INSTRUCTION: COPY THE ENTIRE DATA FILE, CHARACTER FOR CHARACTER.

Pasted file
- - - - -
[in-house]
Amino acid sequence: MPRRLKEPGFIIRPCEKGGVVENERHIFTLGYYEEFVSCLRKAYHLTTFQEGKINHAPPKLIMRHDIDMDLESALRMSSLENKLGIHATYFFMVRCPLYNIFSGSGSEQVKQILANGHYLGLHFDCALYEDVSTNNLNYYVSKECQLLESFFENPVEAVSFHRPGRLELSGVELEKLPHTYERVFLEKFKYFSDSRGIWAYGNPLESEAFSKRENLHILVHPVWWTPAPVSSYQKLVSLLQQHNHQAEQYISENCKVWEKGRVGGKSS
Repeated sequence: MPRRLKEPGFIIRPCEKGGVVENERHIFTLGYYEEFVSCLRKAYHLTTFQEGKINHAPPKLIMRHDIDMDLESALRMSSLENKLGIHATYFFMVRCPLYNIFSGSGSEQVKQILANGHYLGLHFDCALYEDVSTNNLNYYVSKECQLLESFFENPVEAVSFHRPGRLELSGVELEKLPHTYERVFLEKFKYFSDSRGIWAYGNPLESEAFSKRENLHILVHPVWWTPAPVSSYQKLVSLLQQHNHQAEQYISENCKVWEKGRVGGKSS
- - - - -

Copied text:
[in-house]
Amino acid sequence: MPRRLKEPGFIIRPCEKGGVVENERHIFTLGYYEEFVSCLRKAYHLTTFQEGKINHAPPKLIMRHDIDMDLESALRMSSLENKLGIHATYFFMVRCPLYNIFSGSGSEQVKQILANGHYLGLHFDCALYEDVSTNNLNYYVSKECQLLESFFENPVEAVSFHRPGRLELSGVELEKLPHTYERVFLEKFKYFSDSRGIWAYGNPLESEAFSKRENLHILVHPVWWTPAPVSSYQKLVSLLQQHNHQAEQYISENCKVWEKGRVGGKSS
Repeated sequence: MPRRLKEPGFIIRPCEKGGVVENERHIFTLGYYEEFVSCLRKAYHLTTFQEGKINHAPPKLIMRHDIDMDLESALRMSSLENKLGIHATYFFMVRCPLYNIFSGSGSEQVKQILANGHYLGLHFDCALYEDVSTNNLNYYVSKECQLLESFFENPVEAVSFHRPGRLELSGVELEKLPHTYERVFLEKFKYFSDSRGIWAYGNPLESEAFSKRENLHILVHPVWWTPAPVSSYQKLVSLLQQHNHQAEQYISENCKVWEKGRVGGKSS